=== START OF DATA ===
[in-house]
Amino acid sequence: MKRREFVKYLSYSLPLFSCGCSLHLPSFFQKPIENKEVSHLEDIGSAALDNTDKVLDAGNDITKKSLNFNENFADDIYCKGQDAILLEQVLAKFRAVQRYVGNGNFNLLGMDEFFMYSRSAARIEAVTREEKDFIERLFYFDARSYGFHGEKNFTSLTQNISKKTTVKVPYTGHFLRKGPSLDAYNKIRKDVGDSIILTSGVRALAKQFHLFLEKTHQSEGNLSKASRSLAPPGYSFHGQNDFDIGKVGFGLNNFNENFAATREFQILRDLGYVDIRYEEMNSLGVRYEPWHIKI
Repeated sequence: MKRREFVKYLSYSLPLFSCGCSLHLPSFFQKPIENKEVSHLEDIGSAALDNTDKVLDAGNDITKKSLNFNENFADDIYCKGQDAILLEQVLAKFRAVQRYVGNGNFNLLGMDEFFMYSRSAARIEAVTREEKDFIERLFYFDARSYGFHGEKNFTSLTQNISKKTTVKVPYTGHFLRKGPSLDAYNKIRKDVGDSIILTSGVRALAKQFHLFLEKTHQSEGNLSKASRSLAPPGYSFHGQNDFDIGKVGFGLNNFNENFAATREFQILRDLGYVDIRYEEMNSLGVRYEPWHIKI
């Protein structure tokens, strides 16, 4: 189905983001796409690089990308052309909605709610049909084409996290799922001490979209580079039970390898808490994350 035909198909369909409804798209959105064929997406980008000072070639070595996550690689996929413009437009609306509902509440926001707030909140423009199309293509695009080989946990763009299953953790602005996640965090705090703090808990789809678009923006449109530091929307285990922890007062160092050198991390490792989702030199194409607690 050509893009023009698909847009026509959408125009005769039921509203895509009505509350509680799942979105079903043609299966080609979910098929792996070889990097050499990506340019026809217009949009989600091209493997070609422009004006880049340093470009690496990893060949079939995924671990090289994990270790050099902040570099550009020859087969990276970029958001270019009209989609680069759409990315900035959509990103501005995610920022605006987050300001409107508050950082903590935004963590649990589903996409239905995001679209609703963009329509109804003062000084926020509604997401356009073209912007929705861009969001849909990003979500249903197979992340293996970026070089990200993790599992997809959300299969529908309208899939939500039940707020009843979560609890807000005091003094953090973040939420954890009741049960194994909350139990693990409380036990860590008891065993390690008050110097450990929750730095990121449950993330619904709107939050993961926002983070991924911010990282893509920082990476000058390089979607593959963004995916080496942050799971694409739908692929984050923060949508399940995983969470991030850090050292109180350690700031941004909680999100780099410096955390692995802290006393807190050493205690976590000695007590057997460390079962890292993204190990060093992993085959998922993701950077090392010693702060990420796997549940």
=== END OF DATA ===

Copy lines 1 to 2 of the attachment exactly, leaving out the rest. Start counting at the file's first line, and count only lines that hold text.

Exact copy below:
[in-house]
Amino acid sequence: MKRREFVKYLSYSLPLFSCGCSLHLPSFFQKPIENKEVSHLEDIGSAALDNTDKVLDAGNDITKKSLNFNENFADDIYCKGQDAILLEQVLAKFRAVQRYVGNGNFNLLGMDEFFMYSRSAARIEAVTREEKDFIERLFYFDARSYGFHGEKNFTSLTQNISKKTTVKVPYTGHFLRKGPSLDAYNKIRKDVGDSIILTSGVRALAKQFHLFLEKTHQSEGNLSKASRSLAPPGYSFHGQNDFDIGKVGFGLNNFNENFAATREFQILRDLGYVDIRYEEMNSLGVRYEPWHIKI